It was assumed that all infected children required an adult caretaker to stay home with them. Sometimes, the caretaker might not be used in which case no indirect costs were incurred. For the purposes of the analysis, it was assumed that the mother (or another female caretaker) would be the primary caretaker of an ill child. This choice provided a conservative estimate of time lost from work because a higher proportion of mothers do not earn wages, and wages for women are lower than for men. Wages were assumed to be lost when employed mothers had to stay home with sick children. No indirect costs were incurred when an unemployed mother cared for a sick child. The effect of unpaid caretakers being available to some working mothers was examined by sensitivity analysis.
Of mothers with school-aged children, ∼76% work, although a quarter of these mothers only work part-time.12 It was assumed that the mother would stay home when the child became too ill to send to school. The cost of a lost day's work was assumed to be $85.40 based on the average salary for women.12 Part time workers were assumed to lose only half as much salary as full time workers. Unemployed mothers were assumed not to incur any wage loss from caring for an ill child.
The individual-initiated vaccination strategy involved vaccination of children in a physician's office during regular work hours. In families in which the mother worked full-time, it was assumed that 4 hours of wages would be lost if vaccinations were provided in a physician's office. This provided a conservative estimate of the cost of vaccination. Lower costs would be possible if physicians provided evening hours or if mothers had unpaid caretakers available to accompany their child.
It is certainly possible that an employed male in the household might take off work to be with a sick child rather than a woman. However, we used the salary of working women rather than working men to provide a more conservative estimate of the indirect costs of influenza.
We assumed that if the mother worked, she had no source of free child care in the household and that she would have to take off work to care for a sick school-aged child. This may not be strictly true. In some cases, an unemployed family member or friend might be available to take care of a sick child while the mother continued working. However, national estimates on this possibility were not available. We chose to examine this effect in the sensitivity analysis by varying the proportion of women who would have to take time off from work.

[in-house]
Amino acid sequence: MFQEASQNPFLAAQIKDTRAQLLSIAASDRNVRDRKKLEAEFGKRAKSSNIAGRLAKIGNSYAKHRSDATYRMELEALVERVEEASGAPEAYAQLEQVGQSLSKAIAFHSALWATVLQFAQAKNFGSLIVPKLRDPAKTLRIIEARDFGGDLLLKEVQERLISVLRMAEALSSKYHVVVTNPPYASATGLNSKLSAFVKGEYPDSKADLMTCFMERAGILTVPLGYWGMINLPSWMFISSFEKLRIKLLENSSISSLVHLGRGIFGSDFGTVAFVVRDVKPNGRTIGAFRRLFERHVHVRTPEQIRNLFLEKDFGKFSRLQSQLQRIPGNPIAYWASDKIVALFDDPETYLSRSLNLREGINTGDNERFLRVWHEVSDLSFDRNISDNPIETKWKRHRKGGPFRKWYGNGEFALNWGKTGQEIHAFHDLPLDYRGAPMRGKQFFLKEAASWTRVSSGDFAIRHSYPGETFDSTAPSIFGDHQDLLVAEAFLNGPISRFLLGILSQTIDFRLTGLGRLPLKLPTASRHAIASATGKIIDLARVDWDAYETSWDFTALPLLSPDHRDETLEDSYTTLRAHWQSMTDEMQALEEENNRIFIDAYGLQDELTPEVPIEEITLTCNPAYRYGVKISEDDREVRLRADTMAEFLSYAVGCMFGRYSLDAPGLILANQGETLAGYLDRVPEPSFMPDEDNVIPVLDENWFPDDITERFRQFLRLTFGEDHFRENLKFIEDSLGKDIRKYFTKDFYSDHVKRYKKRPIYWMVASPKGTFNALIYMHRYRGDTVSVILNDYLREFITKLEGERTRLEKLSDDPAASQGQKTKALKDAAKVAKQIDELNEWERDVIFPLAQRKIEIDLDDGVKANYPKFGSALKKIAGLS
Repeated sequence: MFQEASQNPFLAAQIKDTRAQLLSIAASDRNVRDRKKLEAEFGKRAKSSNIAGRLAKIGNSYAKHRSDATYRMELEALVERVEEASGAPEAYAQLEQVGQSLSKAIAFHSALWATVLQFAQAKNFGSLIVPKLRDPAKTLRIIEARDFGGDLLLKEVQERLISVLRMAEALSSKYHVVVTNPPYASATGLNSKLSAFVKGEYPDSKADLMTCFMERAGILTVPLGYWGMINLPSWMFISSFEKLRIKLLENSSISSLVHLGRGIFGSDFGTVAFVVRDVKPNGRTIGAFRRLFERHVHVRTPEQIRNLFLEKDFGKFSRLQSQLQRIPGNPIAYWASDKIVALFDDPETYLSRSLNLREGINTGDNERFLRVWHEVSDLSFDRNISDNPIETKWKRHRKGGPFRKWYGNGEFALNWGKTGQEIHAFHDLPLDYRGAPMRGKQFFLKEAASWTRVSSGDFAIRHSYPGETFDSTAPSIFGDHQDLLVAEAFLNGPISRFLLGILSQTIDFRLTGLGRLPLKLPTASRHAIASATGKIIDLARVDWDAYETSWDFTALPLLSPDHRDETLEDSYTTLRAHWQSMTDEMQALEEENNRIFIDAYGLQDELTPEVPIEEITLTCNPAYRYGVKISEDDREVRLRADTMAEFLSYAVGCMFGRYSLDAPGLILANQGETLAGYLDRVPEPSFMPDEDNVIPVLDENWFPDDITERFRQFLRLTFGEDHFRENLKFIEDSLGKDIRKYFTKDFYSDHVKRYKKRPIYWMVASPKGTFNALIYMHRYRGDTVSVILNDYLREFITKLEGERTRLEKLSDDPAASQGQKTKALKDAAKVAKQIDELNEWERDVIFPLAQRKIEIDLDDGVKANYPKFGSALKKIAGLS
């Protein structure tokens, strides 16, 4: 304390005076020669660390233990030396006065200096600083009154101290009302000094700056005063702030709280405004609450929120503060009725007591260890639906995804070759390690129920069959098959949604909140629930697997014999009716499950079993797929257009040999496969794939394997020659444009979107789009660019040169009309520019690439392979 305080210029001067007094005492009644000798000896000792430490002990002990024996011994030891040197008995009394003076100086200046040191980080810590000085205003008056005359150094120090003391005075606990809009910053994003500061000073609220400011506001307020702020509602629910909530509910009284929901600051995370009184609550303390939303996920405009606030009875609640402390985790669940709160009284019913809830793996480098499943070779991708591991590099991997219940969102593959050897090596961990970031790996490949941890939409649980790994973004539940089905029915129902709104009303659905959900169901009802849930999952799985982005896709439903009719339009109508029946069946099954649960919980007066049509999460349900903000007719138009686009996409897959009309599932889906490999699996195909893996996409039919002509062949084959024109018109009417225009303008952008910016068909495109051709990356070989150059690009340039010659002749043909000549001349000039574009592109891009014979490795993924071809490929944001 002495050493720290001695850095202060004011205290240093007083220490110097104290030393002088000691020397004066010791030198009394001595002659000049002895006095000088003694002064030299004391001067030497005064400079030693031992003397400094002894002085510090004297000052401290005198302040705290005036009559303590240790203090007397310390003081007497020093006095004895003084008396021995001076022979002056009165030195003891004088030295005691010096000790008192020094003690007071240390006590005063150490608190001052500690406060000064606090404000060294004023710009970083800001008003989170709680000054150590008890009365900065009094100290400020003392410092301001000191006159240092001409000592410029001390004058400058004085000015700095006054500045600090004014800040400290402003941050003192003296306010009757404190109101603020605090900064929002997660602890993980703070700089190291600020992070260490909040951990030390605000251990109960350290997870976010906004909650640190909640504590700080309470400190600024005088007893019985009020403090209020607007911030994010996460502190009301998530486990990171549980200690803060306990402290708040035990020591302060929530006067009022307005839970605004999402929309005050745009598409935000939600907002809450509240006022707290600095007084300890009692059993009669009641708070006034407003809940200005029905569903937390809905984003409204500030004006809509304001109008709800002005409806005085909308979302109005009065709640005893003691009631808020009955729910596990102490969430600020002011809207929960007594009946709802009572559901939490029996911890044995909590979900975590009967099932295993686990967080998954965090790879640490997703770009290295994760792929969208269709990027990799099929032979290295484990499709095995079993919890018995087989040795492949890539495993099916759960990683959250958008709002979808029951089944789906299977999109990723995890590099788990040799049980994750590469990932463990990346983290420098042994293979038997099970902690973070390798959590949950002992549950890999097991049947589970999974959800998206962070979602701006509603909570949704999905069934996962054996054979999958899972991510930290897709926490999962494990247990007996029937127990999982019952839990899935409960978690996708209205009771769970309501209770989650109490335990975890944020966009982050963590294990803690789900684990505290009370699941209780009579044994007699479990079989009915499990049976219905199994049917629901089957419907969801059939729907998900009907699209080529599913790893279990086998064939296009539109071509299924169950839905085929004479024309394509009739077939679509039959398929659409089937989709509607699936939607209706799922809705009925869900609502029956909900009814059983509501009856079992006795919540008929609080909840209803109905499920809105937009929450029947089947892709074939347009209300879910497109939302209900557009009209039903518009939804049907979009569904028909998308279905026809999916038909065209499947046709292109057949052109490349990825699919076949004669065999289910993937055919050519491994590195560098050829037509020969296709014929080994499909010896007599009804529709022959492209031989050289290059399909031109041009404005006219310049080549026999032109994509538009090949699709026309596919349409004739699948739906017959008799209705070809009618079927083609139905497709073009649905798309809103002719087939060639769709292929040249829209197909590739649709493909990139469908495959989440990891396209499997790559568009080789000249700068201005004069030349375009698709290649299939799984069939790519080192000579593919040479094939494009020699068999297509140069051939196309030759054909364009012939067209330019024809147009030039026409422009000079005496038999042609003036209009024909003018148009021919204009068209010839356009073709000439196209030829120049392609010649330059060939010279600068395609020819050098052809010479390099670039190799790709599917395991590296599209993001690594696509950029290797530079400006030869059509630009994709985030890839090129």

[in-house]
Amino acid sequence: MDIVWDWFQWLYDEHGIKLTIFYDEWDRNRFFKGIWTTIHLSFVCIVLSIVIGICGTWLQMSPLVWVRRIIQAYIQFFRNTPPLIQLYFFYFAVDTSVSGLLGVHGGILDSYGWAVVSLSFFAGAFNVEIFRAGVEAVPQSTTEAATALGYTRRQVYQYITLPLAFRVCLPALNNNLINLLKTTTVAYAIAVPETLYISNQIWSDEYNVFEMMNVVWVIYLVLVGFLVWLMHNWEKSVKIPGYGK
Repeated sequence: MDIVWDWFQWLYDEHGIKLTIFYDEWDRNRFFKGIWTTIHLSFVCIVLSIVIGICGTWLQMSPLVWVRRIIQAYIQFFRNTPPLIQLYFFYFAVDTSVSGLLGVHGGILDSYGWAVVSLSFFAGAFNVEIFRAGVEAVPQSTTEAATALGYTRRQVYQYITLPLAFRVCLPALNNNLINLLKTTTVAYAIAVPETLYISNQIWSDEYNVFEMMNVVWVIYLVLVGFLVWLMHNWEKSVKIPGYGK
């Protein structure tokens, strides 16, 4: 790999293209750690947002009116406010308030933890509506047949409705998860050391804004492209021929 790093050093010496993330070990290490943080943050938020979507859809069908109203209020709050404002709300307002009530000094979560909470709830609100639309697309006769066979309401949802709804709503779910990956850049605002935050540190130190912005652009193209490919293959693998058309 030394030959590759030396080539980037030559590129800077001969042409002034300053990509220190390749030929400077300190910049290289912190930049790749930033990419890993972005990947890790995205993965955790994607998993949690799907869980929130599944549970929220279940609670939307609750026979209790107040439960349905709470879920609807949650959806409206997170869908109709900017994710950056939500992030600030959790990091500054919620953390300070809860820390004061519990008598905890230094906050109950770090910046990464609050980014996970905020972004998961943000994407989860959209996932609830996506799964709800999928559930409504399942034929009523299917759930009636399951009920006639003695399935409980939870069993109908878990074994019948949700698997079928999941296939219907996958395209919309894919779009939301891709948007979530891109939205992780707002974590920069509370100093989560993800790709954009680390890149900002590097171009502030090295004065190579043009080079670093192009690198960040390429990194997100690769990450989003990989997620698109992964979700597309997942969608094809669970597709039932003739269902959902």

Indirect costs also included the time lost from work attributable to secondary transmission to an employed adult. A sick adult with influenza was assumed to take 1.5 days off work.10 For the purposes of the baseline analysis, two groups were assumed to be at risk for time lost from work attributable to secondary transmission 1) working mothers of ill children and 2) working fathers in the 72% of households in which a married couple was present. When fathers were present in the household, it was assumed that 97% would be employed.12
In the United States, annual influenza rates range from 10% to 20% of the general population, but the rate is much higher in children.13 For this analysis, the annual incidence of influenza in children was taken from a prospective study and was 47.7/100 school-aged children <11 years of age, and 40/100 between the ages of 11 and 17 years.14 These numbers correlate well with results from the National Health Interview Survey of 45 705 US households10 that found an average rate of 46.3/100 children per year. Other longitudinal studies have found that 40% to 54% of school children acquired the infection.15 Lower infection rates may be present in some years or in some settings. The effect of lower rates was investigated by sensitivity analysis.